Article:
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Koda

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Poodle mix

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Eight Months

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Question

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I started training my dog to be a service dog he did great but one problem is he won't stop barking at cars people walking past. How do I fix this ?

Dec. 12, 2023

Koda's Owner

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Tay

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Pit bull

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22 Months

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Question

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My dog is like a vacuum on walks. Lately, he's eaten something off the ground on almost every walk we've been on -- even when I just step outside quickly to let him go potty. He is the master of the leave it and "look at me" commands, and I do "look at me" throughout almost every walk to try to keep his attention off of the ground. He also has a solid understanding of drop it, but usually refuses to drop whatever he picks up off the ground. What I see as the biggest problem is his speed. He's so quick that I don't have time to give any commands before he's already chewing on *something*, and he snatches stuff up so fast that I have no idea whether that *something* he's chewing on is trash, food, or just a leaf. What can I do?? I already had to take him to urgent care after he tried to swallow a corn cob whole. I'm so worried about what this habit might do to him. Thank you for your help!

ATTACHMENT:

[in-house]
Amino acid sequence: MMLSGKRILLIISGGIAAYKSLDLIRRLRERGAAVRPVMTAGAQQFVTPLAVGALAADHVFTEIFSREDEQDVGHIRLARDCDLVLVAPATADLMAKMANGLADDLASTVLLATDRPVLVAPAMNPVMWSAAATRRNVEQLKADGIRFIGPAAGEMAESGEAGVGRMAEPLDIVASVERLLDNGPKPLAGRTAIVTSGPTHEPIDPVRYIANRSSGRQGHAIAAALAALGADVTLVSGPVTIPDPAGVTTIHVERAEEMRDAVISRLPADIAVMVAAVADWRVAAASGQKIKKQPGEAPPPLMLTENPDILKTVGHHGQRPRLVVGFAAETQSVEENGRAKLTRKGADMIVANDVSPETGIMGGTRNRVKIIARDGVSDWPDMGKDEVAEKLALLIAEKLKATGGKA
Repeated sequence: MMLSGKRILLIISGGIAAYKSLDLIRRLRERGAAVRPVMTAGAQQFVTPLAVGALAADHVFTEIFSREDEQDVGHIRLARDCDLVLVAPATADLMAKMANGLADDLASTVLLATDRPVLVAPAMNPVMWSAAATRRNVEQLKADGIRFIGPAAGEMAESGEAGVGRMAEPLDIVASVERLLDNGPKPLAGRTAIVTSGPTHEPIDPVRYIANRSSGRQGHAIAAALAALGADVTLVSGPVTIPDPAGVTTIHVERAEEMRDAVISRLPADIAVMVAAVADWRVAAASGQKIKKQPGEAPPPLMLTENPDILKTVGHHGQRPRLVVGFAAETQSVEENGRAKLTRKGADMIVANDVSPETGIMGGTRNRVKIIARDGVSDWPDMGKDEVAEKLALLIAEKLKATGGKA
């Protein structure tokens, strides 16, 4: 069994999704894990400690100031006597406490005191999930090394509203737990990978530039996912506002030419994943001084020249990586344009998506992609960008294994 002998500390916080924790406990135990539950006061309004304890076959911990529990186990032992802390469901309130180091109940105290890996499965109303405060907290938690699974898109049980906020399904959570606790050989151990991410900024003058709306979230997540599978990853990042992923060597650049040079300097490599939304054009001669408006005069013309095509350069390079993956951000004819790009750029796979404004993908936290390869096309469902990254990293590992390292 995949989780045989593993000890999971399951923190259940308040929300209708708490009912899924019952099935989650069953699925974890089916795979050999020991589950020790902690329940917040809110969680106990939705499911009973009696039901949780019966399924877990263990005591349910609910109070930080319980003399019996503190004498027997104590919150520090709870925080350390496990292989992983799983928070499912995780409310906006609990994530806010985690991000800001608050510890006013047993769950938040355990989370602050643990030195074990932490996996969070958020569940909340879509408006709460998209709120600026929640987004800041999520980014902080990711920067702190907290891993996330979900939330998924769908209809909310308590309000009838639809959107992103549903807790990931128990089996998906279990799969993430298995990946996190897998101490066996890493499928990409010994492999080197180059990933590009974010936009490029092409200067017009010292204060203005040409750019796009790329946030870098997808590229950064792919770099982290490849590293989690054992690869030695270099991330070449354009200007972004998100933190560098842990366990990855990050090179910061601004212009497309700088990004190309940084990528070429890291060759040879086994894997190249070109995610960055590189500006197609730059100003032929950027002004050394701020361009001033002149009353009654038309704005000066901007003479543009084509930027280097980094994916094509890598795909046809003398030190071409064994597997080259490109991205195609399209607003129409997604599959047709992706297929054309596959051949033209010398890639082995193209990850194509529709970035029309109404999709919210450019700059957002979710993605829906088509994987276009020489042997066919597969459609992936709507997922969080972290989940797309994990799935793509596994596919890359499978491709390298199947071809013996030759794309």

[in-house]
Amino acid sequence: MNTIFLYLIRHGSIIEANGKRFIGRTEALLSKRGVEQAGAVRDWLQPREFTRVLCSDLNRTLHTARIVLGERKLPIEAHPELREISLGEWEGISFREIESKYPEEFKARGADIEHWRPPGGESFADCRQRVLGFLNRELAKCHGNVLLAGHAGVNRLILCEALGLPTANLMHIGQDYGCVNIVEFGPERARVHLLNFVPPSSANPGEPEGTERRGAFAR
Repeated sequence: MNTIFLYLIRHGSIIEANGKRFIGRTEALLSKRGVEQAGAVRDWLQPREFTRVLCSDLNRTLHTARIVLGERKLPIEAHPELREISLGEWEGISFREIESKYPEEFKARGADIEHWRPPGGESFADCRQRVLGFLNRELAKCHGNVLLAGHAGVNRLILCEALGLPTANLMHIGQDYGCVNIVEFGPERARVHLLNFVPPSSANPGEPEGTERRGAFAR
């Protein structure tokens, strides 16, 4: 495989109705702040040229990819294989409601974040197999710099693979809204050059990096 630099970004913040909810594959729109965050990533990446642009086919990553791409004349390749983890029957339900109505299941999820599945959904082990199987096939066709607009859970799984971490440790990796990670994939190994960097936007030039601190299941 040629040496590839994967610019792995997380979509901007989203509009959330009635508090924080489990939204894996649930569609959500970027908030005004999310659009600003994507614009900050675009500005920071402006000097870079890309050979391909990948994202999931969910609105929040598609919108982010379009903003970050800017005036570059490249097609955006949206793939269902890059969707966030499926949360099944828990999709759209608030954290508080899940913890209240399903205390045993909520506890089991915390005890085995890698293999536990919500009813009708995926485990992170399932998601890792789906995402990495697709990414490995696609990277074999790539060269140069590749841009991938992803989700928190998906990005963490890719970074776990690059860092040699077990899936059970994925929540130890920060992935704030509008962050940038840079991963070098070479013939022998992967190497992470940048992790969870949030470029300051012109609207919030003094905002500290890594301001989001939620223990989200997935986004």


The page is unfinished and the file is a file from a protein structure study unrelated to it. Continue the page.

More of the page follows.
Dec. 15, 2021

Tay's Owner

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Caitlin Crittenden - Dog Trainer

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1133 Dog owners recommended

Hello Haley, At this point, due to the danger of this behavior and pup understanding the commands but doing it anyway, I would hire a professional trainer with experience teaching an avoidance with low level remote collar training. I would then set up an intentional trail of safe items, commanding leave it as you approach each item you have set up. When pup obeys, reward with a treat. When pup starts to fixate on the item about to grab it, you would correct with the remote training collar. The collar needs to be used very consistently though whenever pup is outside for a while, so that every time pup goes to pick something up you haven't thrown for pup, pup is corrected, making the game of grabbing things no longer fun for pup, while also rewarding attention on you instead so pup has a good alternative behavior they can do to earn rewards on walks. Best of luck training, Caitlin Crittenden

Dec. 15, 2021